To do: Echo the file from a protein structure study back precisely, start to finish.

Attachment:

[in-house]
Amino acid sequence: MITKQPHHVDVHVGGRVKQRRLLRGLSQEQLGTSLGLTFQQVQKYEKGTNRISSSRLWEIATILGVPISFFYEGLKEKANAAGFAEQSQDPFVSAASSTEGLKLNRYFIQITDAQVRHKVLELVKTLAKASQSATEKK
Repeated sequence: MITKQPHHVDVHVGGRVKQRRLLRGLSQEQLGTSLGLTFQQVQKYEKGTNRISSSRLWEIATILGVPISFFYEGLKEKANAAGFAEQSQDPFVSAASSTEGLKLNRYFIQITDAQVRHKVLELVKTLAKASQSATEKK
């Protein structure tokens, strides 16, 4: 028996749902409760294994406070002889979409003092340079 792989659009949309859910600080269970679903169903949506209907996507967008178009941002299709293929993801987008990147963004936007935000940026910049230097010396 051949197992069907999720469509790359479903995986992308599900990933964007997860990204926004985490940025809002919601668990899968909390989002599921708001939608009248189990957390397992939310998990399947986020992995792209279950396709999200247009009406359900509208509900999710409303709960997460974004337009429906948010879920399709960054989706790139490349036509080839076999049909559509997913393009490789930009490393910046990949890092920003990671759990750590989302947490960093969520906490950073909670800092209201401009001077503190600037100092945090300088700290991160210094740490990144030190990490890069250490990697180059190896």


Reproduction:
[in-house]
Amino acid sequence: MITKQPHHVDVHVGGRVKQRRLLRGLSQEQLGTSLGLTFQQVQKYEKGTNRISSSRLWEIATILGVPISFFYEGLKEKANAAGFAEQSQDPFVSAASSTEGLKLNRYFIQITDAQVRHKVLELVKTLAKASQSATEKK
Repeated sequence: MITKQPHHVDVHVGGRVKQRRLLRGLSQEQLGTSLGLTFQQVQKYEKGTNRISSSRLWEIATILGVPISFFYEGLKEKANAAGFAEQSQDPFVSAASSTEGLKLNRYFIQITDAQVRHKVLELVKTLAKASQSATEKK
């Protein structure tokens, strides 16, 4: 028996749902409760294994406070002889979409003092340079 792989659009949309859910600080269970679903169903949506209907996507967008178009941002299709293929993801987008990147963004936007935000940026910049230097010396 051949197992069907999720469509790359479903995986992308599900990933964007997860990204926004985490940025809002919601668990899968909390989002599921708001939608009248189990957390397992939310998990399947986020992995792209279950396709999200247009009406359900509208509900999710409303709960997460974004337009429906948010879920399709960054989706790139490349036509080839076999049909559509997913393009490789930009490393910046990949890092920003990671759990750590989302947490960093969520906490950073909670800092209201401009001077503190600037100092945090300088700290991160210094740490990144030190990490890069250490990697180059190896």